With the opioid crisis plaguing the US, places like California Rehab Center are a prime, as the government looks for ways to help the addicts suffering across the country. In the midst of the country’s opioid epidemic, however, it’s become common for many to see delays in getting admitted to outpatient programs that utilize buprenorphine, considered by many specialists to be the highest standard when it comes to treating opioid addiction.
There are far too many addicts in the US, and too few medical providers with the necessary authorization for prescribing the drugs, resulting in a nationwide shortage of prescribers. According to a recent study, 96% of all states; all but two, have more opioid abuse than there are available treatment options, with the state of Michigan in being hit particularly hard.
Back in 2016, Michigan saw an overdose death rate of 18.5 for every 100,000 deaths, which was the 10th highest in the US, according to a study conducted by the Kaiser Family Foundation. In contrast, the state ranked as the 6th lowest in the country in its ratio of buprenorphine providers for every overdose death, with .39/death, according another report from Avalere, a health consultancy firm, which has the national average at about .69 prescribers for every death.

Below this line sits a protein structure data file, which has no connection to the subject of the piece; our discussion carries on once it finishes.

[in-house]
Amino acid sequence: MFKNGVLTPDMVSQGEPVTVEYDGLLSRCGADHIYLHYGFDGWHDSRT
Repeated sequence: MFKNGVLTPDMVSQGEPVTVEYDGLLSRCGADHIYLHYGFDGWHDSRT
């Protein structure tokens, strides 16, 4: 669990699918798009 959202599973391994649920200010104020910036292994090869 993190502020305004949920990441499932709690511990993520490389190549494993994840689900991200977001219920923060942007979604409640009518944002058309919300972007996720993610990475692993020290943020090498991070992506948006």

A researcher from the University of Michigan, Dr. Pooja Lagisetty, says that Michigan has it bad, and could do better. When the treatment is at least half an hour away and/or when there’s a two-month waiting period, it’s a setup for failure.
Dr. Elizabeth Bulat, an addiction medication specialist at Michigan’s Henry Ford Health System, says that it can take at least 2 weeks for people to get into her outpatient buprenorphine program, which is problematic. Bluntly, she says that, as a result, people are dying.
Michigan has it deep, with .39 buprenorphine providers for every overdose death, compared to that national average of .69 prescribers for every death. To put that into a better perspective, the state of California, with its many California Rehab Center, has 1.31 providers for every overdose. The state being hit with the shortage the worst is Missouri, with .31 providers for every overdose death.